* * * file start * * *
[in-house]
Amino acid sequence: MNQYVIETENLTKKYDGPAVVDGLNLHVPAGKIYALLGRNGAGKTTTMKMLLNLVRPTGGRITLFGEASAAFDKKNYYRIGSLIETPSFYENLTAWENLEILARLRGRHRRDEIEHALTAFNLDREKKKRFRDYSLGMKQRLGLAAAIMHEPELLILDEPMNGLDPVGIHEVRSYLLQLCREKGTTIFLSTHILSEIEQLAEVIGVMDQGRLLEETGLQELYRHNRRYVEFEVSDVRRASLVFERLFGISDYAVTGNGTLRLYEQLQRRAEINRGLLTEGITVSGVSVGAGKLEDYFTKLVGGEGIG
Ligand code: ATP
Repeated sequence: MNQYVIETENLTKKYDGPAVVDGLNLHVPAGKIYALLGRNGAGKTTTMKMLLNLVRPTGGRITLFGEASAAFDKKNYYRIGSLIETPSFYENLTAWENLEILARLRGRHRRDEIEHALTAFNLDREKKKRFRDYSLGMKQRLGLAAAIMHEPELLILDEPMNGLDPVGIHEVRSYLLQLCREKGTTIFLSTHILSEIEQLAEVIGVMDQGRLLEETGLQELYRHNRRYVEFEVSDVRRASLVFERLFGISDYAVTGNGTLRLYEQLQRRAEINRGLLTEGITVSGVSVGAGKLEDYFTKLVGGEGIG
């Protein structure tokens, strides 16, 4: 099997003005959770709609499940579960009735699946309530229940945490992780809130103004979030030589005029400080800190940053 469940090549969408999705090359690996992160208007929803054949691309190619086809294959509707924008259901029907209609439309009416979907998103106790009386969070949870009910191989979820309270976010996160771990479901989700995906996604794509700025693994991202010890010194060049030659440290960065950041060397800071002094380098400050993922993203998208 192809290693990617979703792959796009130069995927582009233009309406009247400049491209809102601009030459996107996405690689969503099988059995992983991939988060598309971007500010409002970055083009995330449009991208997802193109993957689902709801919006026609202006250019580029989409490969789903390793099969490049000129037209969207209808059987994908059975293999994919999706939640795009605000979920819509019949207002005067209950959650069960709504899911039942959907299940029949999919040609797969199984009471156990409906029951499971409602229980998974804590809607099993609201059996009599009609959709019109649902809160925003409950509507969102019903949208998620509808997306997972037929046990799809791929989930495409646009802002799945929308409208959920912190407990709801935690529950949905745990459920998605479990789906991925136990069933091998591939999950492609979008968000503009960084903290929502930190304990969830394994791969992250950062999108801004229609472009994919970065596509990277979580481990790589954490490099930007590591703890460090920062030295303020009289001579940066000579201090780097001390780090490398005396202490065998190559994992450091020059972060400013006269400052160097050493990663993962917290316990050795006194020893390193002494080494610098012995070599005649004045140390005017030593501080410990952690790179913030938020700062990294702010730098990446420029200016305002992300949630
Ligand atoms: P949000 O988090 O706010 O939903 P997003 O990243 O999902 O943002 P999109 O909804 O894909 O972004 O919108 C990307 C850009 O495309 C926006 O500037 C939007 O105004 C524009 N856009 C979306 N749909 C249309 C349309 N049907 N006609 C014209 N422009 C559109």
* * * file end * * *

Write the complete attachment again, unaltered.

[in-house]
Amino acid sequence: MNQYVIETENLTKKYDGPAVVDGLNLHVPAGKIYALLGRNGAGKTTTMKMLLNLVRPTGGRITLFGEASAAFDKKNYYRIGSLIETPSFYENLTAWENLEILARLRGRHRRDEIEHALTAFNLDREKKKRFRDYSLGMKQRLGLAAAIMHEPELLILDEPMNGLDPVGIHEVRSYLLQLCREKGTTIFLSTHILSEIEQLAEVIGVMDQGRLLEETGLQELYRHNRRYVEFEVSDVRRASLVFERLFGISDYAVTGNGTLRLYEQLQRRAEINRGLLTEGITVSGVSVGAGKLEDYFTKLVGGEGIG
Ligand code: ATP
Repeated sequence: MNQYVIETENLTKKYDGPAVVDGLNLHVPAGKIYALLGRNGAGKTTTMKMLLNLVRPTGGRITLFGEASAAFDKKNYYRIGSLIETPSFYENLTAWENLEILARLRGRHRRDEIEHALTAFNLDREKKKRFRDYSLGMKQRLGLAAAIMHEPELLILDEPMNGLDPVGIHEVRSYLLQLCREKGTTIFLSTHILSEIEQLAEVIGVMDQGRLLEETGLQELYRHNRRYVEFEVSDVRRASLVFERLFGISDYAVTGNGTLRLYEQLQRRAEINRGLLTEGITVSGVSVGAGKLEDYFTKLVGGEGIG
């Protein structure tokens, strides 16, 4: 099997003005959770709609499940579960009735699946309530229940945490992780809130103004979030030589005029400080800190940053 469940090549969408999705090359690996992160208007929803054949691309190619086809294959509707924008259901029907209609439309009416979907998103106790009386969070949870009910191989979820309270976010996160771990479901989700995906996604794509700025693994991202010890010194060049030659440290960065950041060397800071002094380098400050993922993203998208 192809290693990617979703792959796009130069995927582009233009309406009247400049491209809102601009030459996107996405690689969503099988059995992983991939988060598309971007500010409002970055083009995330449009991208997802193109993957689902709801919006026609202006250019580029989409490969789903390793099969490049000129037209969207209808059987994908059975293999994919999706939640795009605000979920819509019949207002005067209950959650069960709504899911039942959907299940029949999919040609797969199984009471156990409906029951499971409602229980998974804590809607099993609201059996009599009609959709019109649902809160925003409950509507969102019903949208998620509808997306997972037929046990799809791929989930495409646009802002799945929308409208959920912190407990709801935690529950949905745990459920998605479990789906991925136990069933091998591939999950492609979008968000503009960084903290929502930190304990969830394994791969992250950062999108801004229609472009994919970065596509990277979580481990790589954490490099930007590591703890460090920062030295303020009289001579940066000579201090780097001390780090490398005396202490065998190559994992450091020059972060400013006269400052160097050493990663993962917290316990050795006194020893390193002494080494610098012995070599005649004045140390005017030593501080410990952690790179913030938020700062990294702010730098990446420029200016305002992300949630
Ligand atoms: P949000 O988090 O706010 O939903 P997003 O990243 O999902 O943002 P999109 O909804 O894909 O972004 O919108 C990307 C850009 O495309 C926006 O500037 C939007 O105004 C524009 N856009 C979306 N749909 C249309 C349309 N049907 N006609 C014209 N422009 C559109």